(adapted from press release)
An explosion the size of our solar system has baffled scientists, because part of its shape — similar to that of an extremely flat disc — challenges everything we know about explosions in space.
The explosion was a bright Fast Blue Optical Transient (FBOT) — an extremely rare class of explosion which is much less common than other explosions such as supernovas. The first bright FBOT was discovered in 2018 and given the nickname “the cow”.
Explosions of stars in the universe are almost always spherical in shape, as the stars themselves are spherical. However, this explosion, which occurred 180 million light years away, is the most aspherical ever seen in space, with a shape like a disc emerging a few days after the initial burst was discovered. This section of the explosion may have come from material shed by the star just before it exploded.
It’s still unclear how bright FBOT explosions occur, but it’s hoped that this observation, published in Monthly Notices of the Royal Astronomical Society, will bring us closer to understanding them.
Dr Justyn Maund, lead author of the study from the University of Sheffield’s Department of Physics and Astronomy, said: “Very little is known about FBOT explosions — they just don’t behave like exploding stars should, they are too bright and they evolve too quickly. Put simply, they are weird, and this new observation makes them even weirder. Hopefully this new finding will help us shed a bit more light on them — we never thought that explosions could be this aspherical."
He went on to say that there are a few potential explanations for the flatness of the explosion. One is that the star involved in the blast may have created an equatorial disc just before it went supernova. Another explanation could be that as the star tried to go supernova the core collapsed to a black hole or neutron star, which the rest of the star fell into.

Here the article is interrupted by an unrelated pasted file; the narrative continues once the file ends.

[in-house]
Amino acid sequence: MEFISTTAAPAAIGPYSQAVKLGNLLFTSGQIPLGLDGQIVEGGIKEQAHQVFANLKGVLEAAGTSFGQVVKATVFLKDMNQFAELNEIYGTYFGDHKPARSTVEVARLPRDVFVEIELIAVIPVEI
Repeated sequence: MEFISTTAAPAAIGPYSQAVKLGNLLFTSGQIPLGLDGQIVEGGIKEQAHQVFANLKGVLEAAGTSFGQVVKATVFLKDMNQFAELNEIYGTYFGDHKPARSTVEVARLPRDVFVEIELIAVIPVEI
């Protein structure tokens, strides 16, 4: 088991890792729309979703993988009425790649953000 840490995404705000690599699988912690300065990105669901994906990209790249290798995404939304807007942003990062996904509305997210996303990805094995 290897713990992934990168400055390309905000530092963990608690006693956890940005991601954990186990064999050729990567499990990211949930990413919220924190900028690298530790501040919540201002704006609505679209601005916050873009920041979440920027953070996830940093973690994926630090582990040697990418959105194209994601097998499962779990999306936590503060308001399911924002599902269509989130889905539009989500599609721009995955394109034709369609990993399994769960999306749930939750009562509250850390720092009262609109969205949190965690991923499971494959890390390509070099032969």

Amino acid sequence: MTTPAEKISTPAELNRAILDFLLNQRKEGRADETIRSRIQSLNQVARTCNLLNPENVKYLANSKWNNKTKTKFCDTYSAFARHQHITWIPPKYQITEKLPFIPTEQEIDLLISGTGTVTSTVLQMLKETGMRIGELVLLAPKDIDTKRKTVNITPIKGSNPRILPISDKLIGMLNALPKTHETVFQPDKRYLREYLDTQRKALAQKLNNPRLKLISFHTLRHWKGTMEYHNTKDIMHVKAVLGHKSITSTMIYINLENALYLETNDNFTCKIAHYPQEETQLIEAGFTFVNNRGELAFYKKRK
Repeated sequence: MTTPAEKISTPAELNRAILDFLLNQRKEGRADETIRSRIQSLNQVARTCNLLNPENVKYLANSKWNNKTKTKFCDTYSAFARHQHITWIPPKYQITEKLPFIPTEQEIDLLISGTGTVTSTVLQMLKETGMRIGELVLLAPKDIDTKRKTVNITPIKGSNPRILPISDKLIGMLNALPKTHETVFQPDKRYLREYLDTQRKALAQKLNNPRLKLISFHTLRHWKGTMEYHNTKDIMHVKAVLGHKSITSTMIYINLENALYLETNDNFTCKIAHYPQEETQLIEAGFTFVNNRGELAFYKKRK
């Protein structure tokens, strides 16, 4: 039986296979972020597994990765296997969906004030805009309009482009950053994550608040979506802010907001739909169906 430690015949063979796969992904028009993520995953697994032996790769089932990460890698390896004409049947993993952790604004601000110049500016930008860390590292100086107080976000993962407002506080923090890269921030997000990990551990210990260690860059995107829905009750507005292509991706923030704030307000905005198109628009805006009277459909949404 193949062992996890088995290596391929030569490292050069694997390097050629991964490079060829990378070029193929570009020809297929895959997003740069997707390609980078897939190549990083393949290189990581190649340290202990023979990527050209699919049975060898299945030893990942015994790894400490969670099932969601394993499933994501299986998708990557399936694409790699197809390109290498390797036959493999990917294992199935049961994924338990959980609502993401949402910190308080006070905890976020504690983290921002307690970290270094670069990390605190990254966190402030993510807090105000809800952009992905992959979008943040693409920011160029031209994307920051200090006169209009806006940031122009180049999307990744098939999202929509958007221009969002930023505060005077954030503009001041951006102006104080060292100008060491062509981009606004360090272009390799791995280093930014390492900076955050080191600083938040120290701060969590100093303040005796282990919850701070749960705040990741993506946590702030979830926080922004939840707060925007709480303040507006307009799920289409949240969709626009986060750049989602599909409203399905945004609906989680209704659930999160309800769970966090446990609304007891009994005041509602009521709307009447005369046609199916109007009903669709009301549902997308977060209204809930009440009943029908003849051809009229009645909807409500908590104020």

Maund added: "The levels of asymmetry recorded are a key part of understanding these mysterious explosions, and it challenges our preconceptions of how stars might explode in the Universe.”
Maund and his team used the LT's MOPTOP polarimeter to measure the polarisation of the blast, which in turn allowed them to deduce the shape of the explosion — effectively seeing something the size of our Solar System but in a galaxy 180 million light years away. They were then able to use the data to reconstruct the 3D shape of the explosion, and were able to map the edges of the blast, allowing them to see just how flat it was.
The LT's primary mirror is 2.0m in diameter, but by studying the polarisation the astronomers were able to reconstruct the shape of the explosion as if the telescope had a diameter of about 600km.
Researchers will now undertake a new survey with the international Vera Rubin Observatory in Chile, which is expected to help discover more FBOTs and further understand them.
The nickname comes from the FBOT's designation "AT2018cow". Transients are assigned a letter of the alphabet as a suffix, introducing a second character when the number of transients goes above 26 ("z"), and a third when above 676 ("zz"). The "c", "o", "w" suffix, which just happens to spell out a real word, indicates this was the 2441st transient observed that year.